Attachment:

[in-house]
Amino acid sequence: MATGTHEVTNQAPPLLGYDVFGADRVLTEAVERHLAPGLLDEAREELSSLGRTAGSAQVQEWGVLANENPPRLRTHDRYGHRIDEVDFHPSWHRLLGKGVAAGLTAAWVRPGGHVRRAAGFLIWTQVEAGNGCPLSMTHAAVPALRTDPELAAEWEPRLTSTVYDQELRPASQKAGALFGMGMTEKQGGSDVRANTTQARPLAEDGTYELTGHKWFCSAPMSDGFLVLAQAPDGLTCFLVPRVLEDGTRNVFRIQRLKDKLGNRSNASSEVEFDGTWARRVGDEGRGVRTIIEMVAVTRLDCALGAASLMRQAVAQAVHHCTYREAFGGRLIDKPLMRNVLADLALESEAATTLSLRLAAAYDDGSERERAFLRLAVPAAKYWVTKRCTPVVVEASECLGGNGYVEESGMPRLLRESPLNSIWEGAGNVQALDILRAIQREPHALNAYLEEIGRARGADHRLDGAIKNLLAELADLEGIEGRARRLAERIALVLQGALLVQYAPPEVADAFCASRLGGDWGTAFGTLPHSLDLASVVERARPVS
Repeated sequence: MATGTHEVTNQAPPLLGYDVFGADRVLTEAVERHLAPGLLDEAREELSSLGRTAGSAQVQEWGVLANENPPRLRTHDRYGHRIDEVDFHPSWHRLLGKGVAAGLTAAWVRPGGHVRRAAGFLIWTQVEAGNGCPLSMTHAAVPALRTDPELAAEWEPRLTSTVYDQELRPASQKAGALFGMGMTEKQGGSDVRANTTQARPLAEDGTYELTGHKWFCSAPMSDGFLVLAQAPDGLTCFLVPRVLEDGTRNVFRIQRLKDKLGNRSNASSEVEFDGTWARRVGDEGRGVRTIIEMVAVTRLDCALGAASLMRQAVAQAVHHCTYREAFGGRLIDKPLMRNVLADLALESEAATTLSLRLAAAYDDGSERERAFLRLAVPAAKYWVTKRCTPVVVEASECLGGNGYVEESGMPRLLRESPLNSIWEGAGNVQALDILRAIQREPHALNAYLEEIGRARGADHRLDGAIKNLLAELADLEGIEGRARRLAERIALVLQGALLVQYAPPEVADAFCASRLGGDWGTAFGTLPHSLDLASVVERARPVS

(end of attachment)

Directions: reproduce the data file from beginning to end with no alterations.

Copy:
[in-house]
Amino acid sequence: MATGTHEVTNQAPPLLGYDVFGADRVLTEAVERHLAPGLLDEAREELSSLGRTAGSAQVQEWGVLANENPPRLRTHDRYGHRIDEVDFHPSWHRLLGKGVAAGLTAAWVRPGGHVRRAAGFLIWTQVEAGNGCPLSMTHAAVPALRTDPELAAEWEPRLTSTVYDQELRPASQKAGALFGMGMTEKQGGSDVRANTTQARPLAEDGTYELTGHKWFCSAPMSDGFLVLAQAPDGLTCFLVPRVLEDGTRNVFRIQRLKDKLGNRSNASSEVEFDGTWARRVGDEGRGVRTIIEMVAVTRLDCALGAASLMRQAVAQAVHHCTYREAFGGRLIDKPLMRNVLADLALESEAATTLSLRLAAAYDDGSERERAFLRLAVPAAKYWVTKRCTPVVVEASECLGGNGYVEESGMPRLLRESPLNSIWEGAGNVQALDILRAIQREPHALNAYLEEIGRARGADHRLDGAIKNLLAELADLEGIEGRARRLAERIALVLQGALLVQYAPPEVADAFCASRLGGDWGTAFGTLPHSLDLASVVERARPVS
Repeated sequence: MATGTHEVTNQAPPLLGYDVFGADRVLTEAVERHLAPGLLDEAREELSSLGRTAGSAQVQEWGVLANENPPRLRTHDRYGHRIDEVDFHPSWHRLLGKGVAAGLTAAWVRPGGHVRRAAGFLIWTQVEAGNGCPLSMTHAAVPALRTDPELAAEWEPRLTSTVYDQELRPASQKAGALFGMGMTEKQGGSDVRANTTQARPLAEDGTYELTGHKWFCSAPMSDGFLVLAQAPDGLTCFLVPRVLEDGTRNVFRIQRLKDKLGNRSNASSEVEFDGTWARRVGDEGRGVRTIIEMVAVTRLDCALGAASLMRQAVAQAVHHCTYREAFGGRLIDKPLMRNVLADLALESEAATTLSLRLAAAYDDGSERERAFLRLAVPAAKYWVTKRCTPVVVEASECLGGNGYVEESGMPRLLRESPLNSIWEGAGNVQALDILRAIQREPHALNAYLEEIGRARGADHRLDGAIKNLLAELADLEGIEGRARRLAERIALVLQGALLVQYAPPEVADAFCASRLGGDWGTAFGTLPHSLDLASVVERARPVS